26 CFR § 1.45R-2 - Eligibility for the credit.

§ 1.45R-2 Eligibility for the credit.

(a) Eligible small employer. To be eligible for the credit under section 45R, an employer must be an eligible small employer. In order to be an eligible small employer, with respect to any taxable year, an employer must have no more than 25 full-time equivalent employees (FTEs), must have in effect a qualifying arrangement, and the average annual wages of the employer's FTEs must not exceed an amount equal to twice the dollar amount in effect under § 1.45R-3(c)(2). For purposes of eligibility for the credit for taxable years beginning in or after 2014, a qualifying arrangement is an arrangement that requires an employer to make a nonelective contribution on behalf of each employee who enrolls in a qualified health plan (QHP) offered to employees through a small business health options program (SHOP) Exchange in an amount equal to a uniform percentage (not less than 50 percent) of the premium cost of the QHP. Notwithstanding the foregoing, an employer that is an agency or instrumentality of the federal government, or of a State, local or Indian tribal government, is not an eligible small employer if it is not an organization described in section 501(c) that is exempt from tax under section 501(a). An employer does not fail to be an eligible small employer merely because its employees are not performing services in a trade or business of the employer. An employer located outside the United States (including an employer located in a U.S. territory) must have income effectively connected with the conduct of a trade or business in the United States, and otherwise meet the requirements of this section, to be an eligible small employer. For eligibility standards for SHOP related to foreign employers, see 45 CFR 155.710. Paragraphs (b) through (f) of this section provide the rules for determining whether the requirements to be an eligible small employer are met, including rules related to identifying and counting the number of the employer's FTEs, counting the employees' hours of service, and determining the employer's average annual FTE wages for the taxable year. For rules on determining whether the uniform percentage requirement is met, see § 1.45R-4.

(b) Application of section 414 employer aggregation rules. All employers treated as a single employer under section 414(b), (c), (m) or (o) are treated as a single employer for purposes of this section. Thus, all employees of a controlled group under section 414(b), (c) or (o), or an affiliated service group under section 414(m), are taken into account in determining whether any member of the controlled group or affiliated service group is an eligible small employer. Similarly, all wages paid to, and premiums paid for, employees by the members of the controlled group or affiliated service group are taken into account when determining the amount of the credit for a group treated as a single employer under these rules.

(c) Employees taken into account. To be eligible for the credit, an employer must have employees as defined in § 1.45R-1(a)(5) during the taxable year. All such employees of the eligible small employer are taken into account for purposes of determining the employer's FTEs and average annual FTE wages. Employees include employees who terminate employment during the year for which the credit is being claimed, employees covered under a collective bargaining agreement, and employees who do not enroll in a QHP offered by the employer through a SHOP Exchange.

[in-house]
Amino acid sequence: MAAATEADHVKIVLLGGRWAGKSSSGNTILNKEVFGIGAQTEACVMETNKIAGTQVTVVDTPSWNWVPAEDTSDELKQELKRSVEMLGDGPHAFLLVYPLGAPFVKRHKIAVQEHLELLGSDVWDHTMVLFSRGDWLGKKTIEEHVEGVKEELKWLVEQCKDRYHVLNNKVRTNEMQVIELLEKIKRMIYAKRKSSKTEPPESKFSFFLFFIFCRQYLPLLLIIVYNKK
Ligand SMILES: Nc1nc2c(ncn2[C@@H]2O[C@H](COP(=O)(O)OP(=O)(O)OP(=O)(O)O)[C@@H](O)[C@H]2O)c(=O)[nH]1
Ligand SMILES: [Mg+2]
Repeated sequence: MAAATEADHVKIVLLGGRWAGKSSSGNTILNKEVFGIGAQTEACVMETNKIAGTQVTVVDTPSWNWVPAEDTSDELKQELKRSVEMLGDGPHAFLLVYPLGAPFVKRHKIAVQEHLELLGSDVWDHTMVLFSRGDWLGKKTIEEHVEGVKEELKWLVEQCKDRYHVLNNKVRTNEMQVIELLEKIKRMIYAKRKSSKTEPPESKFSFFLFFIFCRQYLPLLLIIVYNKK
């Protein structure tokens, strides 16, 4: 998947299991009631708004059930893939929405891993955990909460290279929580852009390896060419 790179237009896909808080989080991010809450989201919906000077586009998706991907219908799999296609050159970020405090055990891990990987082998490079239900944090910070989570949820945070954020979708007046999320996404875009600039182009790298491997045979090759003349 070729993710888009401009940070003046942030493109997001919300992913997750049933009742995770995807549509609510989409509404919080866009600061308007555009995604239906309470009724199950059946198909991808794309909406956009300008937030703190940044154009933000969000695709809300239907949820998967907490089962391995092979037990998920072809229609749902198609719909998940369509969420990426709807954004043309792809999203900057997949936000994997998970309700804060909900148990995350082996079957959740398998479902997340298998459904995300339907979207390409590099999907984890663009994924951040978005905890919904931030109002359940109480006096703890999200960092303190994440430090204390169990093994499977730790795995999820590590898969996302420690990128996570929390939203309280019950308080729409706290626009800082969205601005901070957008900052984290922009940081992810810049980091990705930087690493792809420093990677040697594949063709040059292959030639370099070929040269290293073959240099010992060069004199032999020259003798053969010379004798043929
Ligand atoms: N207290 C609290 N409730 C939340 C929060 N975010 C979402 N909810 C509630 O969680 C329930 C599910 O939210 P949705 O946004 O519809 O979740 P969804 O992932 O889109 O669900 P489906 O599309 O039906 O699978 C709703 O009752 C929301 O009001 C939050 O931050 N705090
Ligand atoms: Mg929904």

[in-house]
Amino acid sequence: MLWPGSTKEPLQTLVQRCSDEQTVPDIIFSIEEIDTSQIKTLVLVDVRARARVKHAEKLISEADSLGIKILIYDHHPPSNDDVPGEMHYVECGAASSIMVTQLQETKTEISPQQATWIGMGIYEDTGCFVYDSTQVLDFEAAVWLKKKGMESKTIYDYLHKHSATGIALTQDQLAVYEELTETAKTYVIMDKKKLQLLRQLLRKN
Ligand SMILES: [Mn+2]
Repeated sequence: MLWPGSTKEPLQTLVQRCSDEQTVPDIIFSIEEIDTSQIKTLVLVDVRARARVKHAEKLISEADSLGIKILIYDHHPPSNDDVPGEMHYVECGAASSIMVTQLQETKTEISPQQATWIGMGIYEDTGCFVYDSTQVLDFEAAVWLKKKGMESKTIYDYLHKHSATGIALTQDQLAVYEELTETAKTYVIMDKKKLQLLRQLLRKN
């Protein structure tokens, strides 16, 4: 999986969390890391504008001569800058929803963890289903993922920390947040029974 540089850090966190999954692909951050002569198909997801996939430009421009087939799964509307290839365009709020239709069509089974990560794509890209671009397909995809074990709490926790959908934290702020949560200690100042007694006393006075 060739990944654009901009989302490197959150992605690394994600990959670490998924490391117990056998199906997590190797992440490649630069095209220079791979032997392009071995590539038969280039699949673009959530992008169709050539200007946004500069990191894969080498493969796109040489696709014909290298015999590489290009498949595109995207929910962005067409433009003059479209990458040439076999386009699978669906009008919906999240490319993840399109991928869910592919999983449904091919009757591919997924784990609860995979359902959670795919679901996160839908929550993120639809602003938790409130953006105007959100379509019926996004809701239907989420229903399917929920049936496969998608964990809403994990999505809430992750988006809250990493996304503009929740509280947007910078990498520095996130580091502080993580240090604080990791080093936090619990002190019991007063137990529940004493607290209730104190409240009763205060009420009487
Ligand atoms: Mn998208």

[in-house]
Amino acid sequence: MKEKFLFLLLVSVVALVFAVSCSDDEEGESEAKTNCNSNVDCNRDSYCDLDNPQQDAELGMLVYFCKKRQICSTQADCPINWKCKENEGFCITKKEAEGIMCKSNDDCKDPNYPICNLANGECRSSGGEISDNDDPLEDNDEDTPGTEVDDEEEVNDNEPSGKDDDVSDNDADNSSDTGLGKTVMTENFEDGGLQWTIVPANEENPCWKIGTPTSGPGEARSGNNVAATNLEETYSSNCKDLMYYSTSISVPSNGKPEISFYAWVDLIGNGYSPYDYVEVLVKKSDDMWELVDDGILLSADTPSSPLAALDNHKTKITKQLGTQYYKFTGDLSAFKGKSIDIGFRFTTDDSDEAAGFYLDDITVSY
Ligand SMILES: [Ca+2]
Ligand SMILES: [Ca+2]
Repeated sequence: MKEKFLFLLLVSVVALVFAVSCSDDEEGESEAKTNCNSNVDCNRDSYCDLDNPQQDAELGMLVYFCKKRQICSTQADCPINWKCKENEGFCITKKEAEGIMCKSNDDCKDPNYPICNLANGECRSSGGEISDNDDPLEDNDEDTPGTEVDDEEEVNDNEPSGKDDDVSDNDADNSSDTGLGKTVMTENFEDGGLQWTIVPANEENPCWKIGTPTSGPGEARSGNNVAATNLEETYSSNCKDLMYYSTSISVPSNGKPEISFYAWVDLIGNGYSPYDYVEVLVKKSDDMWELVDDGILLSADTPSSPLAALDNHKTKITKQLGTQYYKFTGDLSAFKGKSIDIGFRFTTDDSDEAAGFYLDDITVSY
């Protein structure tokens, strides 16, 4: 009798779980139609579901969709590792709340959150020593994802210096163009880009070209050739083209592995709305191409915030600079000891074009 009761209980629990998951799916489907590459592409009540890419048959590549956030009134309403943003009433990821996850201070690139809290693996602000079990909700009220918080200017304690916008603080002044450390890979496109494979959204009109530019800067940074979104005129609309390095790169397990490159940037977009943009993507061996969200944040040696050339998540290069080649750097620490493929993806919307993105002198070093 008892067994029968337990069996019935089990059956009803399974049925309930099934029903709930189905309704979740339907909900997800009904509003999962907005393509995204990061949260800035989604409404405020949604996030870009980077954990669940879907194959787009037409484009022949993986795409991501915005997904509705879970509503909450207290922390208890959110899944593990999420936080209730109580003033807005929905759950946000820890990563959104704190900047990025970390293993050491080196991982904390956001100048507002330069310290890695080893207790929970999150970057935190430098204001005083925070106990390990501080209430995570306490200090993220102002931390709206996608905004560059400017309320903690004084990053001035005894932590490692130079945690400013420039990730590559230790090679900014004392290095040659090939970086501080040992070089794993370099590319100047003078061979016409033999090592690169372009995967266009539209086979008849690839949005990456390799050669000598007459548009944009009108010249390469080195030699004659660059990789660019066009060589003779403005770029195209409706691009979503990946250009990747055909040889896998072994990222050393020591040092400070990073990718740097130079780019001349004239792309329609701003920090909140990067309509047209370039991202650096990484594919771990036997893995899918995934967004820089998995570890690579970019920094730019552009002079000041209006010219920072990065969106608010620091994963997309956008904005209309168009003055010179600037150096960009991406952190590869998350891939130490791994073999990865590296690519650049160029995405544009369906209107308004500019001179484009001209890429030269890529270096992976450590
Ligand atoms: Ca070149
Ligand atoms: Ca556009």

(d) Determining the hours of service performed by employees -

(1) In general. An employee's hours of service for a year include each hour for which an employee is paid, or entitled to payment, for the performance of duties for the employer during the employer's taxable year. It also includes each hour for which an employee is paid, or entitled to payment, by the employer on account of a period of time during which no duties are performed due to vacation, holiday, illness, incapacity (including disability), layoff, jury duty, military duty or leave of absence (except that no more than 160 hours of service are required to be counted for an employee on account of any single continuous period during which the employee performs no duties).

(2) Permissible methods. In calculating the total number of hours of service that must be taken into account for an employee during the taxable year, eligible small employers need not use the same method for all employees, and may apply different methods for different classifications of employees if the classifications are reasonable and consistently applied. Eligible small employers may change the method for calculating employees' hours of service for each taxable year. An eligible small employer may use any of the following three methods.

(i) Actual hours worked. An employer may use the actual hours of service provided by employees including hours worked and any other hours for which payment is made or due (as described in paragraph (d)(1) of this section).

(ii) Days-worked equivalency. An employer may use a days-worked equivalency whereby the employee is credited with 8 hours of service for each day for which the employee would be required to be credited with at least one hour of service under paragraph (d)(1) of this section.

(iii) Weeks-worked equivalency. An employer may use a weeks-worked equivalency whereby the employee is credited with 40 hours of service for each week for which the employee would be required to be credited with at least one hour of service under paragraph (d)(1) of this section.

(3) Examples. The following examples illustrate the rules of paragraph (d) of this section: